Such can explain the choice of Romúlo Betancourt in the commemorative graffiti accompanied by the exhortation “Countrymen: The Time has come.” This choice is perhaps also forced upon them in that Andrés Peréz is now more associated with his second presidency [1989-1993]. During this second time in office he imposed a harsh neoliberal adjustment package, sent the military into the streets to bloodily repress the popular uprising in response to it (the infamous ‘Caracazo’ of February 1989), and was ultimately impeached for corruption in 1993. He left in his aftermath a completely decimated political scene and would be the last AD politician to be elected president. Since an association of AD’s with the opulence of an oil boom is all but out of the picture, the party hopes to align itself with the ostensible return of stability and democratic calm to the country.) However, a look back at AD’s actual history, as well as that of the Puntofijismo system it inaugurated, might make them reticent to encourage such associations.

The Strange ‘Democratic’ Prehistory of ‘Puntofijismo’

In 1935, Juan Vicente Gomez, president of Venezuela since 1908, died in his sleep of natural causes. His rule saw the beginning and intensification of Venezuela’s shift from an agro-export based economy (largely coffee and sugar) to a petrol-producing state. It also brought about the end of nearly a century of civil war and local caudillo politics through the rationalization and centralization of rule in Venezuela and, perhaps paradoxically, the identification of political power with the figure of the president. Gomez accomplished all of this through a rather iron-fisted approach to domestic politics, banning political parties, assassinating or exiling opponents, and carefully controlling access to oil concessions and other key aspects of the developing economy.

Another decade of rule by the military followed his death until a group of development-minded young officers led by Marcos Peréz Jiménez overthrew his second successor, Isaías Medina Angarita. The junta then installed Romúlo Betancourt (who founded Acción Democratica in 1941 along with other members of the so-called ‘Generation of 28’) as president. AD was a rather attractive choice for the officers, in that its version of ‘social democracy’ was limited to the formal-institutionalization of the Venezuelan state and did not extend to the social reforms proposed by such groups as the Communist Party of Venezuela (PCV). In other words, AD promised both to ‘modernize’ state institutions within the bounds of contemporary liberal democracy while containing the potentially destabilizing effects of social reformers such as the PCV. (Indeed, Betancourt would continue to outdo himself in his demand that AD – a member of the socialist international to this day – distance itself from and marginalize ‘radical’ elements such as the PCV).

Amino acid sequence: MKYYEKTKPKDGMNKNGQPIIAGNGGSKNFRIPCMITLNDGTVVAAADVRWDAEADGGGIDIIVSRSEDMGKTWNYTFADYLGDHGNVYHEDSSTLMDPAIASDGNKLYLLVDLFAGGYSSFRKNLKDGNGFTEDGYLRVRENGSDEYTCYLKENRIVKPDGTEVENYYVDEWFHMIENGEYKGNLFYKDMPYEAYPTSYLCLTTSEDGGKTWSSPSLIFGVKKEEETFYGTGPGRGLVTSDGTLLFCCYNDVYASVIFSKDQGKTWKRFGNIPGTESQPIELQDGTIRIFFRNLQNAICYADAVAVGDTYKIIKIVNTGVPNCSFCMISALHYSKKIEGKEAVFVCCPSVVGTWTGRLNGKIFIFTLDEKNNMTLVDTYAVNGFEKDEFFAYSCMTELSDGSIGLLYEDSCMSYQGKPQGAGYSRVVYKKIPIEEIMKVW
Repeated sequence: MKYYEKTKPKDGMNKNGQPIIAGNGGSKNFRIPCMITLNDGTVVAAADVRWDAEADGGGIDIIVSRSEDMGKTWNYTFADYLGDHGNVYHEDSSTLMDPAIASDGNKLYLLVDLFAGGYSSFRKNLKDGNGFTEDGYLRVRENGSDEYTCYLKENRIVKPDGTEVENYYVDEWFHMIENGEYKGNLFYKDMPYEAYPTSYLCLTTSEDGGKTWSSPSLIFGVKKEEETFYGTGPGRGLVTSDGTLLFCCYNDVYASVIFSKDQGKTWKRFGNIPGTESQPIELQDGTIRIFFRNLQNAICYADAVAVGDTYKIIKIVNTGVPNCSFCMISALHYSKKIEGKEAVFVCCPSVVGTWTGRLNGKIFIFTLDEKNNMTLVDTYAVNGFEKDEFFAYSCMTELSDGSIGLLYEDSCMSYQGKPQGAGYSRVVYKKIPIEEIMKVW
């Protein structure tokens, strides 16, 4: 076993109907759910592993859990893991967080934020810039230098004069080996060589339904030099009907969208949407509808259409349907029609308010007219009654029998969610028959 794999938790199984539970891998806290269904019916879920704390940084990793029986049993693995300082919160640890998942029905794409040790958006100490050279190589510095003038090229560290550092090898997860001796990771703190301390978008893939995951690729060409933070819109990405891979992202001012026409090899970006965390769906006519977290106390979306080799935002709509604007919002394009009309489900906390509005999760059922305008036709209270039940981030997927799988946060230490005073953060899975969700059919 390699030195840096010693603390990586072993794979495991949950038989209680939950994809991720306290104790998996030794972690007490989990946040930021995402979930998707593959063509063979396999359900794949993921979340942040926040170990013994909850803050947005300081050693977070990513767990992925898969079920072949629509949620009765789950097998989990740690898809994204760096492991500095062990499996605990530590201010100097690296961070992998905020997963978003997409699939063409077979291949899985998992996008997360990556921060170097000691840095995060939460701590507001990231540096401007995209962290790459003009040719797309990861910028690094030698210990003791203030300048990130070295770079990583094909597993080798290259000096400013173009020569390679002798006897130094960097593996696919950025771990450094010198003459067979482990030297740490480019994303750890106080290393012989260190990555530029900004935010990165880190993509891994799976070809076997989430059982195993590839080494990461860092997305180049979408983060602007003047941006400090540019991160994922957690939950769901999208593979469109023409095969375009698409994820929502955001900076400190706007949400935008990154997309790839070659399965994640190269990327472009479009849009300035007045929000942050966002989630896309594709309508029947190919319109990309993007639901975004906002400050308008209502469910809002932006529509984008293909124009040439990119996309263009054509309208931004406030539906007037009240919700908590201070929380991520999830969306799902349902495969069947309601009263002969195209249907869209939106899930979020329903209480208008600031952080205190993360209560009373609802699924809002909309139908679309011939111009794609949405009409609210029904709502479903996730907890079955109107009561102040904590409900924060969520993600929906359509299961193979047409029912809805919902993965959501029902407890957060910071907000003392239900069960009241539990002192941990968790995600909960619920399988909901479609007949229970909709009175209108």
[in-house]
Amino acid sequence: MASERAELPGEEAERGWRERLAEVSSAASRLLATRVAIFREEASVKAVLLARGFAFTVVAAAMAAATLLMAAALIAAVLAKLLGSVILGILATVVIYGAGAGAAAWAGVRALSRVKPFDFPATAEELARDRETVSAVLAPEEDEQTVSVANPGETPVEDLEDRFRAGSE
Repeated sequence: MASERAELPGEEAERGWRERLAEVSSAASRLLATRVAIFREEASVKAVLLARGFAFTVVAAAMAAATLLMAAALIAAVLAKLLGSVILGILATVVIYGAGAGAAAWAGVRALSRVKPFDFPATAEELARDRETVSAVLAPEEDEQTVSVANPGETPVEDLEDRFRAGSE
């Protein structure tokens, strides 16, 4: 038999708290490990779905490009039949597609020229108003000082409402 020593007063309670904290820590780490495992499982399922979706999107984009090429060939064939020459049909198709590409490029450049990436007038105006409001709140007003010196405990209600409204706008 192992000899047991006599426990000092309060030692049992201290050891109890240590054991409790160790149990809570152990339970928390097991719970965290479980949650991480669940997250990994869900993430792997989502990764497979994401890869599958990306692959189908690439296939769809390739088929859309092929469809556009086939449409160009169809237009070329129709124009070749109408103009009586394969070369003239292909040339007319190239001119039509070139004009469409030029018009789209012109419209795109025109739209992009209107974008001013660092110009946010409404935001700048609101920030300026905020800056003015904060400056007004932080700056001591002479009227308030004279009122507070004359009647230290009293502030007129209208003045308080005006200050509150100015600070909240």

Betancourt led the junta until 1948, at which time his teacher, the author Romúlo Gallegos, was elected president by a landslide. However, by the time of the so-called ‘telephone coup’ which saw him deposed NINE MONTHS LATER, nary a person took to the streets to defend Venezuelan democracy. When the exiled AD leadership called for its unions to lead a general strike the following year, the military junta easily crushed the sparsely attended events and declared all AD-affiliated unions as illegal as the party with which they were associated.

How could this have been?

Put simply, AD’s three years in power saw them use the office of the presidency not to extend Venezuelan democracy nor to ‘modernize’ the state apparatus, but rather to turn Venezuela into a single party state. It consolidated its control of trade unions in the burgeoning oil sector, tempered the potential unpopularity of limiting constitutional rights and guarantees with handouts from oil profits and made a constitutional institution of the presidential appointment of governors and mayors (which is ironic, given this is precisely what many ADecos (erroneously) accuse Chávez of doing with his proposed constitutional reforms today) – among other examples. In other words, AD used its first three years of executive power to build itself as a party, and subordinated the mobilization and ‘development’ of the population to this end. It furthermore ‘did not play well with others,’ doing all it could to keep other parties such as COPEI and the CPV as far from power as possible.

Romúlo Betancourt was the chief architect of this process.

As it built itself as a party, AD also managed to alienate significant power brokers in Venezuelan society – such as the Catholic Church and rural landowners. This did not sit well with the military officers who installed AD into power with the promise of returning ‘decency’ and ‘patriotism’ to the country. In other words, the 1948 coup as well as the lack of any substantive resistance thereto was made possible by the cynicism AD’s behavior inspired vis-à-vis ‘democracy’ among Venezuelans.